Black women best keeps the focus on the groups that are often left behind. We shouldn’t declare success while millions of people are still very much struggling.
I hear you saying that we have to ask the question, “How are Black women doing in any conversation?” Is that correct?
That’s right. I’m a Black woman and I care deeply about other Black women and want us to succeed. But the other reason that we have to ask how Black women are doing, is because if Black women are experiencing low unemployment, increasing their wealth, running profitable small businesses, experiencing good health care, etc. it means that everyone else is doing well.
In the history of this country, there is no example where Black women are doing well and everyone else is doing poorly. It’s just not the way that the U.S. is set up. Black women best is an inclusive economic framework.
Talk a little about why we need more Black women economists.
The state of the world is why we need more Black female economists!
This summer, Bill Spriggs, chief economist at the AFL-CIO, made a point about race and economics more generally. He reminded us that economics is a place where traditionally we do hardcore rigorous analytics and then sprinkle in race and say we have a race analysis. This approach ignores the foundation, the creation, and the institutions of this country and the way that race is intertwined with it. The idea that you can study the economy and not include race as the foundation means that you aren’t actually studying the economy.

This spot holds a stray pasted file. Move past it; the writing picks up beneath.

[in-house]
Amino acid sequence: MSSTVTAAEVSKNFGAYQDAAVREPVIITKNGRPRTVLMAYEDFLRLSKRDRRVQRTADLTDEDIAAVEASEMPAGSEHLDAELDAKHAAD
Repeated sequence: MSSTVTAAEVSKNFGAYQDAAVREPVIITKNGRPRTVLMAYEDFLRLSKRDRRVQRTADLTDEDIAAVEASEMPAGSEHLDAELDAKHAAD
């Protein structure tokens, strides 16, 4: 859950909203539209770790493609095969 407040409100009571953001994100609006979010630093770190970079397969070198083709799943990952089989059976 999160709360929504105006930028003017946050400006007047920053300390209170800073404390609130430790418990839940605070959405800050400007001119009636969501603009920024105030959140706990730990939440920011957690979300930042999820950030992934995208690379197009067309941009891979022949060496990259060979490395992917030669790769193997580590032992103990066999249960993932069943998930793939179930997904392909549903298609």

Angela Davis has said,
“You don’t have to say racialized capitalism. That’s redundant.”
I’m not saying that white economists can’t study race but if you don’t have the experience of racism there are some things you just don’t know. That’s another reason that we need more Black economists. Finally, for better or worse, economists in this country have a platform to say or do anything – they are in politics, they are running businesses, they are journalists. If we’re going to give economists such a privileged position in our society then we need them to understand that our economy is intertwined with race.
Who are your BlackHer Sheroes?
I have so many! I’m an economist by training. In my professional capacity, my sheroes are Valerie Wilson at the Economic Policy Institute, Michelle Holder at John Jay College, Lisa Cook at Michigan State, Rhonda Sharpe at WISE(R) Women’s Institute for Science, Equity, and Race and Tressie McMillan Cottom, at University of North Carolina Chapel Hill. Everything she says is golden. I admire the work that Anna Gifty Opoku-Agyeman and Fanta Traore are doing to inspire the next generation of Black female economists at Sadie Collective. Finally, I love the work that Angela Peoples is doing at BlackWomxnFor. My calling is not to organize so I really appreciate and am a big fan of what she’s doing.
Let me ask you the miracle question. You go to sleep tonight and wake up tomorrow and it’s October 2021 and a miracle has occurred for Black women. What happened?
We’ve closed the racial wealth gap.